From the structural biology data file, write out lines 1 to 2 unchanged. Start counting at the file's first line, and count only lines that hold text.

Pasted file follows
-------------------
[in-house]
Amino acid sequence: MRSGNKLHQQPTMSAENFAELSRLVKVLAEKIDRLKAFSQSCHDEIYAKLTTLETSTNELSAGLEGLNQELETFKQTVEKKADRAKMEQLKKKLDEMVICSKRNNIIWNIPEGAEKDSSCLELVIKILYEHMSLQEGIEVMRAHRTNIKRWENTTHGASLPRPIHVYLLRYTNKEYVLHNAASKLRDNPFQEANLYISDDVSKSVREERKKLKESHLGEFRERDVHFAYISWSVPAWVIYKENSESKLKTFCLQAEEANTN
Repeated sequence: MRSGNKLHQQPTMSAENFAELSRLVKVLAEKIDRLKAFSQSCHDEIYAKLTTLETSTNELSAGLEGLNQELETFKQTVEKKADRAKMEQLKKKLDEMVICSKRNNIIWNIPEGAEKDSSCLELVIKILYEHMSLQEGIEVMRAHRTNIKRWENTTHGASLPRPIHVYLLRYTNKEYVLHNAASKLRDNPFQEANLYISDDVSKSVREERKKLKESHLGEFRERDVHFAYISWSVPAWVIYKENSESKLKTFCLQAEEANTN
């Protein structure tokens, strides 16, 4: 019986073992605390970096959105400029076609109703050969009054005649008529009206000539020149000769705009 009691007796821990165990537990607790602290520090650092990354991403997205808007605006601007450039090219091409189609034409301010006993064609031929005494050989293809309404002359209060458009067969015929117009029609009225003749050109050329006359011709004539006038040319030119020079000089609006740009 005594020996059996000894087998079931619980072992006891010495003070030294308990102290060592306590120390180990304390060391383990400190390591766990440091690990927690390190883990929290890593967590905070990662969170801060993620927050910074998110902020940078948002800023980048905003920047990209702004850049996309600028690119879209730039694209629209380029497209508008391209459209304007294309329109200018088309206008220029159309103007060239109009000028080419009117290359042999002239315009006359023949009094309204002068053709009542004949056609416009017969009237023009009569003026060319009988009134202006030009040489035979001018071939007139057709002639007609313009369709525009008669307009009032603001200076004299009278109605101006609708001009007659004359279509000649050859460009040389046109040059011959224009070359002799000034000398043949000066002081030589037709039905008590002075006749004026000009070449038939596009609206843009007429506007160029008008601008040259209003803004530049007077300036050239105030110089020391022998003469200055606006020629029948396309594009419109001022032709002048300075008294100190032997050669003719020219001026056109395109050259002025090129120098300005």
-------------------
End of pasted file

[in-house]
Amino acid sequence: MRSGNKLHQQPTMSAENFAELSRLVKVLAEKIDRLKAFSQSCHDEIYAKLTTLETSTNELSAGLEGLNQELETFKQTVEKKADRAKMEQLKKKLDEMVICSKRNNIIWNIPEGAEKDSSCLELVIKILYEHMSLQEGIEVMRAHRTNIKRWENTTHGASLPRPIHVYLLRYTNKEYVLHNAASKLRDNPFQEANLYISDDVSKSVREERKKLKESHLGEFRERDVHFAYISWSVPAWVIYKENSESKLKTFCLQAEEANTN